Amazon’s IMDb launches ad-supported streaming service
Amazon-owned online movie database IMDb has entered the highly competitive streaming market with the launch of IMDb Freedive, a free, ad-supported video platform
Amazon subsidiary IMDb has launched a free, ad-supported streaming service, IMDb Freedive, in the US. Available content, which will not require a subscription, consists of 130 movies and 29 TV shows, with additional titles planned as the platform expands. Hit TV shows Fringe, Heroes and The Bachelor, as well as Hollywood favourites Awakenings, Foxcatcher, Memento, True Romance and Run Lola Run, are all currently available to stream.
The service will rival American companies Vudu and Roku, both of which already provide ad-supported video on demand. The market is growing ever more competitive; at present, most of the leading streaming services are subscription based, but a number of smaller competitors are choosing to take a different approach.
The IMDb Freedive platform will rival American companies Vudu and Roku, both of which already provide ad-supported video on demand
Freedive will be accessible on IMDb’s website via a personal computer or laptop, as well as through Amazon Fire TV devices. IMDb’s X-Ray feature, which provides in-depth details about the cast, crew and music of a selected title, will also be available as part of the service.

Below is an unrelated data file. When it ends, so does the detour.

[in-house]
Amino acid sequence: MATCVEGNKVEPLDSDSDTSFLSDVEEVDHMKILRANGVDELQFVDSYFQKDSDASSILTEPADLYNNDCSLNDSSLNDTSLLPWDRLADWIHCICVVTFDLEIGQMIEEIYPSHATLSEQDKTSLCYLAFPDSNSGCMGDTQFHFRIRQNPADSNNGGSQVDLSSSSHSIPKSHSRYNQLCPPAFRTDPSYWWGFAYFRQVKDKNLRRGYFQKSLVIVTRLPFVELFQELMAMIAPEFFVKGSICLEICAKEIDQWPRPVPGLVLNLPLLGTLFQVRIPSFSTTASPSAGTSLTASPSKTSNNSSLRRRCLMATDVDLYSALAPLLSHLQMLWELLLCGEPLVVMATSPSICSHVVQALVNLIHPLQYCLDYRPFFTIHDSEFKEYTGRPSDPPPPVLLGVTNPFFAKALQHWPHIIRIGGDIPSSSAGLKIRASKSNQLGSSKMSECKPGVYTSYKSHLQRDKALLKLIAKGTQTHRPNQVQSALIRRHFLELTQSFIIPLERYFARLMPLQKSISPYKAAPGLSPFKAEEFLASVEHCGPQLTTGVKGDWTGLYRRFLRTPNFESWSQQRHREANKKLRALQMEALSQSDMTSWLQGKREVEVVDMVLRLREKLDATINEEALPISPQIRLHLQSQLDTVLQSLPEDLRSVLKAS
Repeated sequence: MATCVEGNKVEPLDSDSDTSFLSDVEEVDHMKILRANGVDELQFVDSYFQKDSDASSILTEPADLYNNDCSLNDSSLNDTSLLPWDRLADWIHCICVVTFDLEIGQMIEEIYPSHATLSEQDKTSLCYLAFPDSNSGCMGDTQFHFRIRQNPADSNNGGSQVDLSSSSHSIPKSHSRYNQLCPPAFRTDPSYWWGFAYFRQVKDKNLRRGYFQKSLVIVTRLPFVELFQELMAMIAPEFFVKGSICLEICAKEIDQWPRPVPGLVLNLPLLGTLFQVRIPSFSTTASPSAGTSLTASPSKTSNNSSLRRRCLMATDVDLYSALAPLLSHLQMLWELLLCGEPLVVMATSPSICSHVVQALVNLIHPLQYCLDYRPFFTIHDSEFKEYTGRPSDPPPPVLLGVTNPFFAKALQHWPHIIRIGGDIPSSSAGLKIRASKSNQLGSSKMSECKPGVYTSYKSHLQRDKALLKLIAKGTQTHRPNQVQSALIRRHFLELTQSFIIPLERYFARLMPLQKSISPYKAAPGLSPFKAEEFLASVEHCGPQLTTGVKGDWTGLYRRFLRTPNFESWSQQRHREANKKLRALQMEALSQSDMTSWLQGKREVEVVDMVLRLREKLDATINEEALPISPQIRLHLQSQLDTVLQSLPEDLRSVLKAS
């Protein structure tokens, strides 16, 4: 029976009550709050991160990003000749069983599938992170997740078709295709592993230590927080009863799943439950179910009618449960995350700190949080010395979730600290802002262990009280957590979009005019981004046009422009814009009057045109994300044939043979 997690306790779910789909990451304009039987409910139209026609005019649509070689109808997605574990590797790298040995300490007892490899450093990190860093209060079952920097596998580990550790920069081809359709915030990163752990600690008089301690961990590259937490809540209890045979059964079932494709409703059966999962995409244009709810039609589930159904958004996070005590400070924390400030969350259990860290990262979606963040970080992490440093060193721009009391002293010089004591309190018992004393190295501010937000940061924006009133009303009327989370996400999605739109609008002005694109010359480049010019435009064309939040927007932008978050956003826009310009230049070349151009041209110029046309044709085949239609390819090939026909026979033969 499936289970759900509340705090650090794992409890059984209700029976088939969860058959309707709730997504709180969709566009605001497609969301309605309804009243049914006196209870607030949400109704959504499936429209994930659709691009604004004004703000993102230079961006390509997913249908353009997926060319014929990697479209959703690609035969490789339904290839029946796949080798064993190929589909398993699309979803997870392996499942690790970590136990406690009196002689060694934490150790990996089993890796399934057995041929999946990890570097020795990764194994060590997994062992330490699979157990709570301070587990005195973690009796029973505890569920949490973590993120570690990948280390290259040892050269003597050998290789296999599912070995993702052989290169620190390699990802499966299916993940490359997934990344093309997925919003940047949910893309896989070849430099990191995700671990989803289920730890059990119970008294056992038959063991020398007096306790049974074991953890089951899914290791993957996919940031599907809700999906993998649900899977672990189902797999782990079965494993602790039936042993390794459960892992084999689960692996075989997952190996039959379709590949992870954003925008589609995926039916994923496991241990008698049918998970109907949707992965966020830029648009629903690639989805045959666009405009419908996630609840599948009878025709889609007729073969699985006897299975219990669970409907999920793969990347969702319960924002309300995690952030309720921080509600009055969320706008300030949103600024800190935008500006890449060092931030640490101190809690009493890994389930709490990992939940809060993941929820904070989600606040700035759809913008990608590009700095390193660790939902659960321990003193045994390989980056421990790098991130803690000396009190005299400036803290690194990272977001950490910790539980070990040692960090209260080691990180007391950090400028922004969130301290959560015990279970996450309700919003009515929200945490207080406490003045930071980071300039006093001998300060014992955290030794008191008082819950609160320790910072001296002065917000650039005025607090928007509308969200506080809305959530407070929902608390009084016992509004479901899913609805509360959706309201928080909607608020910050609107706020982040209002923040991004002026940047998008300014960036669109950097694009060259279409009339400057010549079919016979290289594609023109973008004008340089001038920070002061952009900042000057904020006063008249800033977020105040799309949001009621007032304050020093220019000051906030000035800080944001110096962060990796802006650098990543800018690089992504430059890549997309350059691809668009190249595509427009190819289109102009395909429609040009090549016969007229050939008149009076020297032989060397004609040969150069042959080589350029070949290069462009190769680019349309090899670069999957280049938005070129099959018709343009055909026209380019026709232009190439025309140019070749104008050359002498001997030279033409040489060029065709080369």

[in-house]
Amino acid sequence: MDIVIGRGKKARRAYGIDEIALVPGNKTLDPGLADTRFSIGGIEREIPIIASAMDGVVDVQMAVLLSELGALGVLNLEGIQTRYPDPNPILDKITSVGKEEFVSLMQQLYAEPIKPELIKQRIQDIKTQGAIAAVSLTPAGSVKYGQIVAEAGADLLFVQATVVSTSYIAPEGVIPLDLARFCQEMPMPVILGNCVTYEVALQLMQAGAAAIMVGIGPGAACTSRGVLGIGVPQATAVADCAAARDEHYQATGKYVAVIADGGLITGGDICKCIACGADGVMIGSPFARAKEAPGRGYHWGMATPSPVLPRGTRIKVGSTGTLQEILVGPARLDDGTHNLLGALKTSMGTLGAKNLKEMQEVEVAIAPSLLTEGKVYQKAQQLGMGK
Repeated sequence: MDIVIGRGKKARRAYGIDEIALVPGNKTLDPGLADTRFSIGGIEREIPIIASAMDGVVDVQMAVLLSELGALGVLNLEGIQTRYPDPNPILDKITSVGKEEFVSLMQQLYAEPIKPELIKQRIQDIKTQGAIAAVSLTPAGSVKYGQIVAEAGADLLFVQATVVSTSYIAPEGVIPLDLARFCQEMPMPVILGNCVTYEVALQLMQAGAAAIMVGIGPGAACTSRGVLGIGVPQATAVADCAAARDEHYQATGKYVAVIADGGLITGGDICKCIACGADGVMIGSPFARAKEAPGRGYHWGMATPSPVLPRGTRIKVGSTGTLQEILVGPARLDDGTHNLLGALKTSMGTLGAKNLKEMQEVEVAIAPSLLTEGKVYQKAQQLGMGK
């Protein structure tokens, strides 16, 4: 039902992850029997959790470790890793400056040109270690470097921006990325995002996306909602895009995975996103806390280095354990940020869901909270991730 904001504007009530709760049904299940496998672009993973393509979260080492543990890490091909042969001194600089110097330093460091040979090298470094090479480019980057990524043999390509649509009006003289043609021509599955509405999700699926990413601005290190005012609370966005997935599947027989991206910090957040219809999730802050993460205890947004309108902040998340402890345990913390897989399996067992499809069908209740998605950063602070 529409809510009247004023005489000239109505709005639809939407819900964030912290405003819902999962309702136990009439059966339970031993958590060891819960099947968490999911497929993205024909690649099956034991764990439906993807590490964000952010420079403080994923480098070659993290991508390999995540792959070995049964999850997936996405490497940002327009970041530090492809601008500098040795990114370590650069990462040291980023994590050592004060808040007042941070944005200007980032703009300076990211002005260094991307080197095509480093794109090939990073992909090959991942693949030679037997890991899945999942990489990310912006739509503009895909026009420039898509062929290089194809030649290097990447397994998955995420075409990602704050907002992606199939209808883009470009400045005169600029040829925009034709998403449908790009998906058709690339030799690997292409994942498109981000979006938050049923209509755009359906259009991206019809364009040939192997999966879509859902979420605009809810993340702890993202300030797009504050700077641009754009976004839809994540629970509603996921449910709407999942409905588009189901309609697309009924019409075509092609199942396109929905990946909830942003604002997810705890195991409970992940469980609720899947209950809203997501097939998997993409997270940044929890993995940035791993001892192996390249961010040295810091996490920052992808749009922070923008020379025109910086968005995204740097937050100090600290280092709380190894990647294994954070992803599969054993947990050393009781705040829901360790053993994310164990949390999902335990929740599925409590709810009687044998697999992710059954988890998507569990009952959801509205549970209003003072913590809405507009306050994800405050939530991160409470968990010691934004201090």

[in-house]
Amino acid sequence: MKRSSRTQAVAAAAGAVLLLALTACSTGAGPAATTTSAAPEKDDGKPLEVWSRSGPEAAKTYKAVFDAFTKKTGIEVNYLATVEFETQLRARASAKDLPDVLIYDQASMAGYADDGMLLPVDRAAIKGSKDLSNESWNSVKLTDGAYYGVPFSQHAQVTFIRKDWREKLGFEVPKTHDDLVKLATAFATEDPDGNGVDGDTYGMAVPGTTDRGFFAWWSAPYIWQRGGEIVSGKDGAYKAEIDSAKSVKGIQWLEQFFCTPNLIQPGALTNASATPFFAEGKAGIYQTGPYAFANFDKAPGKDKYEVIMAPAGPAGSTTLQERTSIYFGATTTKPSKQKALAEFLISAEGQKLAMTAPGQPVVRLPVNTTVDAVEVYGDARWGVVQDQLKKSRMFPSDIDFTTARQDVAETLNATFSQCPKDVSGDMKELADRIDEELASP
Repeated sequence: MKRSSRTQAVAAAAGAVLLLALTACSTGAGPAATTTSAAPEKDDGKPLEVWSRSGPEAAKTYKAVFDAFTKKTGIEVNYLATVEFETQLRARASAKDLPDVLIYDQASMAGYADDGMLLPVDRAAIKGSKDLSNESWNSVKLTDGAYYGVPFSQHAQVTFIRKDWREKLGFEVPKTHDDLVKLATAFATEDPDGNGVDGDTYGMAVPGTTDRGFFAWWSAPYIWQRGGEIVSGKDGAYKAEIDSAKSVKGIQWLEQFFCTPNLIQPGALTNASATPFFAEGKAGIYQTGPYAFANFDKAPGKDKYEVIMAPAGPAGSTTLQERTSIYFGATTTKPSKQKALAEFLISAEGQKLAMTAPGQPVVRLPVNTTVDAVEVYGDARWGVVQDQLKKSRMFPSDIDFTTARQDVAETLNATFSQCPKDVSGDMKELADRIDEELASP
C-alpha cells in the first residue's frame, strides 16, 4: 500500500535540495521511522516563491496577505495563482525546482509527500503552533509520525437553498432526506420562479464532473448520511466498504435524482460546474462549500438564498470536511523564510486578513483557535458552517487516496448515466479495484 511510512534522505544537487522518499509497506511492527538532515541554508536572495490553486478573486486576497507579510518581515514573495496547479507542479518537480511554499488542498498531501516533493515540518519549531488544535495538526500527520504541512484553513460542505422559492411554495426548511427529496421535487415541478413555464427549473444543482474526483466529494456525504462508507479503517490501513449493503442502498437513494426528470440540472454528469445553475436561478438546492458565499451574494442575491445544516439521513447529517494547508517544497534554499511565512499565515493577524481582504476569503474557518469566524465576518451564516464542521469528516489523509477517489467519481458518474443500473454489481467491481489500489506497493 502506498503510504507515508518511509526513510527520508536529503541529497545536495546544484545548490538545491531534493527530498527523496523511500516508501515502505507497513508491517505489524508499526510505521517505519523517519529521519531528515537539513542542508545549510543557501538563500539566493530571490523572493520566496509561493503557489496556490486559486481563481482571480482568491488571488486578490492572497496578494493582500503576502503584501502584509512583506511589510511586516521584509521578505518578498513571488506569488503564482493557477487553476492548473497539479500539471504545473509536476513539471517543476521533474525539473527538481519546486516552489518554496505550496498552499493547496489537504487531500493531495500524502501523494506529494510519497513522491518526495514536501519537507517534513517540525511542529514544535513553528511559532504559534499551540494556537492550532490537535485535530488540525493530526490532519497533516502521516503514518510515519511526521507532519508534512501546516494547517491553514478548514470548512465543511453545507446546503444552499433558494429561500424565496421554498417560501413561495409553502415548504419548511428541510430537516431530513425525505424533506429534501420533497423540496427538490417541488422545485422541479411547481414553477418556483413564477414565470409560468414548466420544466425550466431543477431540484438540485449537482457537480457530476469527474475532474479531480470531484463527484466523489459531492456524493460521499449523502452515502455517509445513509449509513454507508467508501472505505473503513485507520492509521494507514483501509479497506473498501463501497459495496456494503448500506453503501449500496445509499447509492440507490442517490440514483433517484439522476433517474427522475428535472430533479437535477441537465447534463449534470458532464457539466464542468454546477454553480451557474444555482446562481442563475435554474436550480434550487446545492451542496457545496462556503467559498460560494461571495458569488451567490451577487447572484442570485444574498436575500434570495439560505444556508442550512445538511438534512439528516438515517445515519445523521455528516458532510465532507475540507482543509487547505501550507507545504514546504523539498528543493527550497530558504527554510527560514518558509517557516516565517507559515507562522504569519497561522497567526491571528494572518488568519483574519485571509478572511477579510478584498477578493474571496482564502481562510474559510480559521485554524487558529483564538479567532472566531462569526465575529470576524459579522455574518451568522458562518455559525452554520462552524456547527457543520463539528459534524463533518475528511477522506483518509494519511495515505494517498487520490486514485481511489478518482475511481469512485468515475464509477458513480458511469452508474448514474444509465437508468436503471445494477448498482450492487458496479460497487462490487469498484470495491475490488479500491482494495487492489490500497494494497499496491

“Customers already rely on IMDb to discover movies and TV shows, and decide what to watch,” said Col Needham, founder and CEO of IMDb. “With the launch of IMDb Freedive, they can now also watch full-length movies and TV shows on IMDb and all Amazon Fire TV devices for free. We will continue to enhance IMDb Freedive based on customer feedback and will soon make it available more widely, including on IMDb’s leading mobile apps.”
The development should help IMDb’s parent company, Amazon, generate more ad-driven revenue – an area in which the company has experienced impressive growth of late, recently ascending to third place in the US rankings behind Google and Facebook. The global TV ad market is estimated to be worth some $210bn, with digital video providing a gateway into the lucrative sector.